A former Thousand Oaks schoolteacher whose supporters raised more than half a million dollars for his defense was sentenced Monday in Delaware to 30 years in prison for the 1976 slaying of his wife.
Robert David Hughes, 37, was twice convicted of strangling his wife, Serita Ann, but both verdicts were thrown out by the Delaware Supreme Court on appeal.
Although he has continued to assert his innocence, Hughes pleaded guilty to manslaughter on Sept. 24 rather than face a third trial.
Because he has served 4 1/2 years in prison, Hughes could be paroled in 3 1/2 years, Delaware authorities said.
But Hughes’ attorney said that, because of the notoriety of the crime in Delaware, he doubts that Hughes will be freed after serving the minimum time.
“It’s a subjective process in this state,” attorney Gerald Street said. “I fear Bob may not be paroled the first time or two he comes up because of pressure on the parole board.”
Hughes and Street had asked Superior Court Judge Robert O’Hara to sentence Hughes to time served, thereby releasing him immediately.
But the Wilmington, Del., judge imposed the maximum penalty for manslaughter, terming it “one of the worst manslaughter cases to come up for sentencing,” wire services reported.
Before the sentencing, Lucille Bell, mother of the slain woman, made an impassioned speech in which she bitterly attacked Hughes, the reports said.
“Bob Hughes had everything anybody in the world wants: a wife, children, a good home and a good job,” she said, glaring at her former son-in-law.
The reports said she handed O’Hara a photograph of her daughter, saying the young woman was “slaughtered by this man here.”
Despite Hughes’ guilty plea, his supporters among the large Lutheran community in Thousand Oaks have continued to insist that he is innocent.
‘Believe in His Innocence’
“There is no way I can prove it, but I believe in his innocence. And so do a great many of us,” said Pastor Willis Moerer of Ascension Lutheran Church in Thousand Oaks, where Hughes taught the middle grades before his first conviction.
Hughes, a mathematics teacher, was arrested on a charge of murder within hours after telling police that he had discovered his wife’s body in the driveway of the couple’s Milford, Del., home.
But police released him within a week for lack of evidence.
Seeking to make a “clean break with the past,” Hughes moved to Thousand Oaks in June, 1977, with his two sons, Chad, now 11, and Brock, now 9.
A year later, the case was reopened in Delaware.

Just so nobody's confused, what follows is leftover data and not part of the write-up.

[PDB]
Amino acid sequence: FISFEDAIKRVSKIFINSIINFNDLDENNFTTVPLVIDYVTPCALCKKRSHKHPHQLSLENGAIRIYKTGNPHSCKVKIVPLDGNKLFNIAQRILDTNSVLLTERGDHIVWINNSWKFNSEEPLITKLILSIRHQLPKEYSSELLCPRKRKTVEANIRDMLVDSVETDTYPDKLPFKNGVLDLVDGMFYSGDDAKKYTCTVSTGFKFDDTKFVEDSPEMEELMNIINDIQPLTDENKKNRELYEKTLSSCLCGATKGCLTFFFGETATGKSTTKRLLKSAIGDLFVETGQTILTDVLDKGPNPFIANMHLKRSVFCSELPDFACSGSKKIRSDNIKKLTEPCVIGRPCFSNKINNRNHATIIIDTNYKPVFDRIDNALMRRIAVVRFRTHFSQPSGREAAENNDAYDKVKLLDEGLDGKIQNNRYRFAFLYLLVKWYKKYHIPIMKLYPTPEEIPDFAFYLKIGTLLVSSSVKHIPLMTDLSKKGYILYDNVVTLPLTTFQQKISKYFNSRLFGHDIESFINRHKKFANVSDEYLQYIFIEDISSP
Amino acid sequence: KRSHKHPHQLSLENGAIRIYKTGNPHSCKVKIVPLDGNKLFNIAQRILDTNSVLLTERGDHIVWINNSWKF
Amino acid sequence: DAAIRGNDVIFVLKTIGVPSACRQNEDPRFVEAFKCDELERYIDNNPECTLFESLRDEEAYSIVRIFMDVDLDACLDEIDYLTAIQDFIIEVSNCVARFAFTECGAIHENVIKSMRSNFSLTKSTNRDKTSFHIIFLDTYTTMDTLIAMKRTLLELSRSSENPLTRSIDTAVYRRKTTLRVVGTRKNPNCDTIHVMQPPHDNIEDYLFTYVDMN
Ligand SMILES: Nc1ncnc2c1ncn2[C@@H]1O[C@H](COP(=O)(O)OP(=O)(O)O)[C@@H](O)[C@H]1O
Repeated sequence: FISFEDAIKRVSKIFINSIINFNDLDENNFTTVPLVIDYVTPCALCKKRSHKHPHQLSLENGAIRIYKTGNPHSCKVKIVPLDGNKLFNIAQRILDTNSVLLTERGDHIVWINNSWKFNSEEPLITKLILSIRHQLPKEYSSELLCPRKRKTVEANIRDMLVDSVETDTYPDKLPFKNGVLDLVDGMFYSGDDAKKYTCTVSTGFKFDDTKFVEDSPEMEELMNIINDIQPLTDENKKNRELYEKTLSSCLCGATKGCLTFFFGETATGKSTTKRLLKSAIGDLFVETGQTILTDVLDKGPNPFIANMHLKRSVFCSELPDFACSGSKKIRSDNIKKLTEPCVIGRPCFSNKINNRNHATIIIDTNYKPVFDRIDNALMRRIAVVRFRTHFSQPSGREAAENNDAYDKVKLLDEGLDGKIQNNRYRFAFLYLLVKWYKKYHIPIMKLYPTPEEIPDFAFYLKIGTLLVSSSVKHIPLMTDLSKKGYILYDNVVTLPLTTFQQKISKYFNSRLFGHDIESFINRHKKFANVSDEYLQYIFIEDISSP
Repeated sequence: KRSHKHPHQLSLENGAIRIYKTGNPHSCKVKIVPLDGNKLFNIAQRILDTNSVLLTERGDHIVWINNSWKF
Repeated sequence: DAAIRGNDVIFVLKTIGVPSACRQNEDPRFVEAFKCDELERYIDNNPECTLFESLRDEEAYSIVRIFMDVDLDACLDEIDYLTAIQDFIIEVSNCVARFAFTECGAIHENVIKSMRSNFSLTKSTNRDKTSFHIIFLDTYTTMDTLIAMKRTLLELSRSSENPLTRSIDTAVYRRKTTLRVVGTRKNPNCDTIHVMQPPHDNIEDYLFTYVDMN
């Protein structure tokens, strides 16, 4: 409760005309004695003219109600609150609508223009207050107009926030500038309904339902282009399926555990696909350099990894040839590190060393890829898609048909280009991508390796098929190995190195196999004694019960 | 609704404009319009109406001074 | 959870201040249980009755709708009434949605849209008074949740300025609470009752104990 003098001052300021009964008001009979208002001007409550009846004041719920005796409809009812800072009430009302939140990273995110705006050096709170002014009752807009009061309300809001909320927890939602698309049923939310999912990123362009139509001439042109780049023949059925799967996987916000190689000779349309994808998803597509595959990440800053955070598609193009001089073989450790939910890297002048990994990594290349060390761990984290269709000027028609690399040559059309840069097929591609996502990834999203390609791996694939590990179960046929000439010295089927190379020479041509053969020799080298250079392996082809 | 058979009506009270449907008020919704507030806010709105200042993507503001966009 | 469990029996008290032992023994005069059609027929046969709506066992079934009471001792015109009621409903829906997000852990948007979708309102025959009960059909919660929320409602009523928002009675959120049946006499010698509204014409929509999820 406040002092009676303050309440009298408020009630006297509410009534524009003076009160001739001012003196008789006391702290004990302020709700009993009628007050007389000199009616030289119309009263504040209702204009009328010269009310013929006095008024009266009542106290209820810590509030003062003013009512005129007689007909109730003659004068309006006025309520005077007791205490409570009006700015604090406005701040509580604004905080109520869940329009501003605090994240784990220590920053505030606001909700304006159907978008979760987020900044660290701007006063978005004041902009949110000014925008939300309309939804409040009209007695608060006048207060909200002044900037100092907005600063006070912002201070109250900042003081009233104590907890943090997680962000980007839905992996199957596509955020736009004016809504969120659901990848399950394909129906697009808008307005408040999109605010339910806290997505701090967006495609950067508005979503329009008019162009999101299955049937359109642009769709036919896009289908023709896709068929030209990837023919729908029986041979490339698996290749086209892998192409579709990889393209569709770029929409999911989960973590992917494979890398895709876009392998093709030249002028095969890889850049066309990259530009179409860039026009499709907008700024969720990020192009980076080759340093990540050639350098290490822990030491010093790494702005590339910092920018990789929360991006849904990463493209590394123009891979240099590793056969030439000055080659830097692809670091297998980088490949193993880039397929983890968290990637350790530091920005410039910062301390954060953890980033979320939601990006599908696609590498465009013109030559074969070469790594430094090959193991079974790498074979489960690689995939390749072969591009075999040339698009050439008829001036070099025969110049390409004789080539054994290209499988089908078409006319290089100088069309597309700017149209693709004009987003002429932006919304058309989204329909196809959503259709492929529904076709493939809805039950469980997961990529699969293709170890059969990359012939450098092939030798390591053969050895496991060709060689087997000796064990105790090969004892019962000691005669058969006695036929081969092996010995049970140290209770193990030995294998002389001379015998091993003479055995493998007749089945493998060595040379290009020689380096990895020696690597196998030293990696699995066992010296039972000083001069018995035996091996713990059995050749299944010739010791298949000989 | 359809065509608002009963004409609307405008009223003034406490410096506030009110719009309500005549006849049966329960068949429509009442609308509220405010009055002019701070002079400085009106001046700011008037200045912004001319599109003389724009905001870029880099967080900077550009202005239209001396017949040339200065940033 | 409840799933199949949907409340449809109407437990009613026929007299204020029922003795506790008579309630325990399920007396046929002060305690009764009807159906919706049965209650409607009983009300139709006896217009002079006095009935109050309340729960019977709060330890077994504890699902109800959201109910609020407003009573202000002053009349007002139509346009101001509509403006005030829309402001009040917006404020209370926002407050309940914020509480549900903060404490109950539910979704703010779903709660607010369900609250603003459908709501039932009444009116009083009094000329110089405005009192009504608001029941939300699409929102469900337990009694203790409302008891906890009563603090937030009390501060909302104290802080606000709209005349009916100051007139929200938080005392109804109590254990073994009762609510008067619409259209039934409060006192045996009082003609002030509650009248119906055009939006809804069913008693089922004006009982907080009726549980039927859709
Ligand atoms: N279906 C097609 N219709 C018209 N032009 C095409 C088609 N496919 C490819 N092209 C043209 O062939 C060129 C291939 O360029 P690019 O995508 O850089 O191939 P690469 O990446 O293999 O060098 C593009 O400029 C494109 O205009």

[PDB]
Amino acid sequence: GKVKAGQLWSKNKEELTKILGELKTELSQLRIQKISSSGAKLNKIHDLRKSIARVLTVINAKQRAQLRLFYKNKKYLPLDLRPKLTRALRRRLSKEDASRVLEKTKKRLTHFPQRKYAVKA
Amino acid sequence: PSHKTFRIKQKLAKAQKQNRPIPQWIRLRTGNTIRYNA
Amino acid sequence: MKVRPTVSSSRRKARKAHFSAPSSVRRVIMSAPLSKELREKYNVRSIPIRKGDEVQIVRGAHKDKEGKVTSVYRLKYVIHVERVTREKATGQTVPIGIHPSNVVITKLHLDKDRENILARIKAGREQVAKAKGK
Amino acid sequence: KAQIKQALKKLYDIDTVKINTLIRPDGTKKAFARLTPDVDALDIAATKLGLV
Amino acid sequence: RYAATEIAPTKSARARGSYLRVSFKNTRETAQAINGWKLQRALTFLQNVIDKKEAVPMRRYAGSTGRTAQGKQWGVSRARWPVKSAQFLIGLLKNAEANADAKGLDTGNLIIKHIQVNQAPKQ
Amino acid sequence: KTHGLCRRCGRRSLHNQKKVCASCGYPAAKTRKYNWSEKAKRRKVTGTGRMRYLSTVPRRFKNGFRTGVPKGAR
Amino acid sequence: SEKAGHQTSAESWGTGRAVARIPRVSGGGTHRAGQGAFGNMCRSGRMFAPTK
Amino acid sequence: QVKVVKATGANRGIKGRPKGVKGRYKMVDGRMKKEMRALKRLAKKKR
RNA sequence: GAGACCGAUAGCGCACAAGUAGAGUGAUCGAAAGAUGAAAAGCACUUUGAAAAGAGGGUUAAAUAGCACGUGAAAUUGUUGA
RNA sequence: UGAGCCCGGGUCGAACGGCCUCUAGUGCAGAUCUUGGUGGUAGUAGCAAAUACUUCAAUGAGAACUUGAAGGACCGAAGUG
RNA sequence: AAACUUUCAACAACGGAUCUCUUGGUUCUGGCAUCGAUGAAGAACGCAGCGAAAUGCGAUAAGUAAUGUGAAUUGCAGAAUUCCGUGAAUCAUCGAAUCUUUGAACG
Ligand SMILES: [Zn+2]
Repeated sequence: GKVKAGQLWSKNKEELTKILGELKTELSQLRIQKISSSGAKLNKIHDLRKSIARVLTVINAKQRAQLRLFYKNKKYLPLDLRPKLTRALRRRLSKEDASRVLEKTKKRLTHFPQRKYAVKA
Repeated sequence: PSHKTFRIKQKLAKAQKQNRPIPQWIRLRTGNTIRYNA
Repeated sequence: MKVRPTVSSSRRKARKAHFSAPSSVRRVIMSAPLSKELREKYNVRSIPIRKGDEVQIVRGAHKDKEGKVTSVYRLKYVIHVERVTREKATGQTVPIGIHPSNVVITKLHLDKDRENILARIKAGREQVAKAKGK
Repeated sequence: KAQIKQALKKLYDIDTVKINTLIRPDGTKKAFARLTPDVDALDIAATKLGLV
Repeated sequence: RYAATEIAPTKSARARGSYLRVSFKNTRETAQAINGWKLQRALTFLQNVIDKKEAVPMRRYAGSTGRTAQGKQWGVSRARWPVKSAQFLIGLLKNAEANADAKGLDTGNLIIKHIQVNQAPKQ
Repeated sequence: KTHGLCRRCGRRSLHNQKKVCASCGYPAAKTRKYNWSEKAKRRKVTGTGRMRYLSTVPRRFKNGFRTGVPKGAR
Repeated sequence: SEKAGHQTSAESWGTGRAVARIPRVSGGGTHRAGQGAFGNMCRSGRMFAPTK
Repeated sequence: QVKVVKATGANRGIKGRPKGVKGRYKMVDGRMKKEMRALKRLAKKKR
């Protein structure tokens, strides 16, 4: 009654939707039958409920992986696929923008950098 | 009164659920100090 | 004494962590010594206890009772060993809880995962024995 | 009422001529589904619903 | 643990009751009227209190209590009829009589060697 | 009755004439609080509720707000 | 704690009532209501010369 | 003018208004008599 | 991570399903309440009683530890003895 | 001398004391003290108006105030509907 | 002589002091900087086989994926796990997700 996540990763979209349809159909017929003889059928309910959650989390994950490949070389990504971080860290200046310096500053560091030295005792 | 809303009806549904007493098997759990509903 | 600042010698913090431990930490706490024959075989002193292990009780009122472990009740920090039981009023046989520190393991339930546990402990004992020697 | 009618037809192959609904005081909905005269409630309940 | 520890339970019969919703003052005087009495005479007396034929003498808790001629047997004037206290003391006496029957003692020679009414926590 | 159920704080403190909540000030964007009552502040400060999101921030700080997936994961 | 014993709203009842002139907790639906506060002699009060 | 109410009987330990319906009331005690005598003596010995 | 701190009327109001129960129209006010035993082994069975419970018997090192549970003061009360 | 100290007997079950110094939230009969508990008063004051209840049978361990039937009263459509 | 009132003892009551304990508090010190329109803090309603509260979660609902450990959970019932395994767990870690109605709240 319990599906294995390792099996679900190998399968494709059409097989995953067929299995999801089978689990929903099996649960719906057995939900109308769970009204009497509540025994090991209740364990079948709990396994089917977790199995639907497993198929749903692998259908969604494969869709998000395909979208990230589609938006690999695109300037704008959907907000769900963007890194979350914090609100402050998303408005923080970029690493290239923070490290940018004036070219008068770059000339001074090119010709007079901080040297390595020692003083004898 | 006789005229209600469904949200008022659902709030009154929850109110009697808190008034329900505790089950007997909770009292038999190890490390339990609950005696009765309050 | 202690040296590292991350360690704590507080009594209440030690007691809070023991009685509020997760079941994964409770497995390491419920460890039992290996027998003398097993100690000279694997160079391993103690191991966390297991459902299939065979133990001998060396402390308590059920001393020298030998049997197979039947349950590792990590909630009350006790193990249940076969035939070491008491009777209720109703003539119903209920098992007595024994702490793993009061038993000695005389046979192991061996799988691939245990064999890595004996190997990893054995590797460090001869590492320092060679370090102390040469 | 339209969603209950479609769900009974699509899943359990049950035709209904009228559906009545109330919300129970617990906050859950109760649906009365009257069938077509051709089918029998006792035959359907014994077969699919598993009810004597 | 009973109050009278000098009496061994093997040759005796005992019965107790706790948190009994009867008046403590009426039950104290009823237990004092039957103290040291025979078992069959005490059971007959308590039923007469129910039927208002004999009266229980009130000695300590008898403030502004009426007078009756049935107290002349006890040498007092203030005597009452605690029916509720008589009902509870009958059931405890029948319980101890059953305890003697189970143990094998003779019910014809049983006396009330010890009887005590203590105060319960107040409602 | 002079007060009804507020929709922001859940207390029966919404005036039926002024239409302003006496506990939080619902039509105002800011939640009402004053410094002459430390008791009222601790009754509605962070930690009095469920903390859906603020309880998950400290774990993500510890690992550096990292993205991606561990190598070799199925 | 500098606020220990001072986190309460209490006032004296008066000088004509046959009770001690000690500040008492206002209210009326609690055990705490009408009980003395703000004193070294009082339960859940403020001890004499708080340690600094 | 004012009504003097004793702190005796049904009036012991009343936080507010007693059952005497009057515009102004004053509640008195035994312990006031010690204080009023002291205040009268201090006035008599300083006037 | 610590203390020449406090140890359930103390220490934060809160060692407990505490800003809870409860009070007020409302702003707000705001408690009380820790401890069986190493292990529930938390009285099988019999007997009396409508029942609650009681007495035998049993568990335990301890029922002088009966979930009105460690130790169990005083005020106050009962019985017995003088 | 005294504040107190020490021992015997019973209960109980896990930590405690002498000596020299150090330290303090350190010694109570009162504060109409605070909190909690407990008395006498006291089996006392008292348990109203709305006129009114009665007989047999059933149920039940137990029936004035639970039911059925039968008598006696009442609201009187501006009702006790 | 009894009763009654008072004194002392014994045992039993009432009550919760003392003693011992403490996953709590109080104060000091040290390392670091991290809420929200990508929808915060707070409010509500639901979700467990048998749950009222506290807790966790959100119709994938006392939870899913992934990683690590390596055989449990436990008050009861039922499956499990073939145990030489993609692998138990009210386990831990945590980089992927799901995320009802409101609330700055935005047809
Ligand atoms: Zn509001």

On Dec. 4, 1978, while teaching at Ascension Lutheran School, Hughes was arrested on a murder warrant.
Two months later, a Delaware jury convicted him on the murder charge and he was sentenced to life in prison without possibility of parole.
Hughes’ supporters promptly began raising funds to hire former Senate Watergate Committee counsel Sam Dash to appeal the case to the Delaware Supreme Court.
Hughes’ first conviction was thrown out on the grounds that prosecutors made prejudicial and erroneous statements to the jury.
To the dismay of supporters, a second trial in July, 1982, resulted in another first-degree murder conviction.
In February, that conviction also was thrown out by the Delaware high court because the jury had become aware of the first conviction and of unconfirmed reports that Hughes had failed a lie-detector test.
As was the case after the first verdict was voided, Hughes returned to California to a joyous welcome from supporters, including many of his former Ascension students.
Clarence Hughes, father of the convicted man, said in a telephone interview Monday that his son “took the sentence real hard. We all had hoped he would be coming back to California with us.”
House May Be Sold
The elder Hughes, who followed his son to Thousand Oaks, said that, of the $500,000 raised in his son’s defense, $135,000 was lent by 32 people “who have waited years to be repaid, so I think now we will have to sell Bob’s home to satisfy the debts.”
The case attracted media attention in Delaware and supporters in California because of the seeming normalcy of the Hughes family.
They lived in a modest suburban home and were reported to have been model parents.
Neighbors could not recall having heard the couple argue.
Hughes’ wife, a registered nurse, was killed on the couple’s eighth wedding anniversary.
No motive was ever suggested in court for the slaying, although prosecutors said they assumed the couple had argued beforehand.